These points are defined as a reinforcing feedback in a climate system that is so strong it becomes self-propelling at a certain threshold -- meaning even if warming stopped, an ice sheet, ocean or rainforest would keep changing to a new state.

While early assessments said these would be reached in the range of 3-5C of warming, advances in climate observations, modeling and paleoclimate reconstructions of periods of warming in the deep past have found the thresholds much lower.

The new paper is a synthesis of more than 200 studies to produce new estimates for when common tipping points might happen.

It identifies nine global "core" tipping elements contributing substantially to planetary system functioning, and seven regional tipping points, which contribute substantially to human welfare, for a total of 16.

Five of the 16 may be triggered at today's temperatures: the collapse of the Greenland and West Antarctic ice sheets; widespread abrupt permafrost thaw; collapse of convection in the Labrador Sea; and massive die-off of tropical coral reefs.

Four of these move from "possible" events to "likely" at 1.5C global warming, with five more becoming possible around this level of heating.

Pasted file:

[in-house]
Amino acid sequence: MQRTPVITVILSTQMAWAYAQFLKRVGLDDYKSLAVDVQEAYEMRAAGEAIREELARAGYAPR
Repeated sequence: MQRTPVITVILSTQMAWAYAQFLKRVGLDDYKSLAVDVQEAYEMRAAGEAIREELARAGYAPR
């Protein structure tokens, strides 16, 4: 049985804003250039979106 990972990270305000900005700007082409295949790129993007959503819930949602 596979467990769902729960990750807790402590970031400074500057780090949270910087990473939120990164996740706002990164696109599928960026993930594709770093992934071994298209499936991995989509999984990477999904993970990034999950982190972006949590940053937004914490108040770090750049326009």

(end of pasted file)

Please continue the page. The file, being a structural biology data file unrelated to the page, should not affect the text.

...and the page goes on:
10 meters of sea rise

Passing the tipping points for the Greenland and West Antarctic ice sheets is "making a commitment eventually to an extra 10 meters of global sea level," said Lenton, though this particular change may take hundreds of years.

Coral reefs are already experiencing die-offs due to warming-induced bleaching, but at current temperatures they are also able to partly recover.

At a particular level of heating, recoveries would no longer be possible, devastating equatorial coral reefs and the 500 million people globally who depend on them.

The Labrador Sea convection is responsible for warming Europe and changes could result in much more severe winters, comparable to the "Little Ice Age" from the early 14th century through the mid-19th century.

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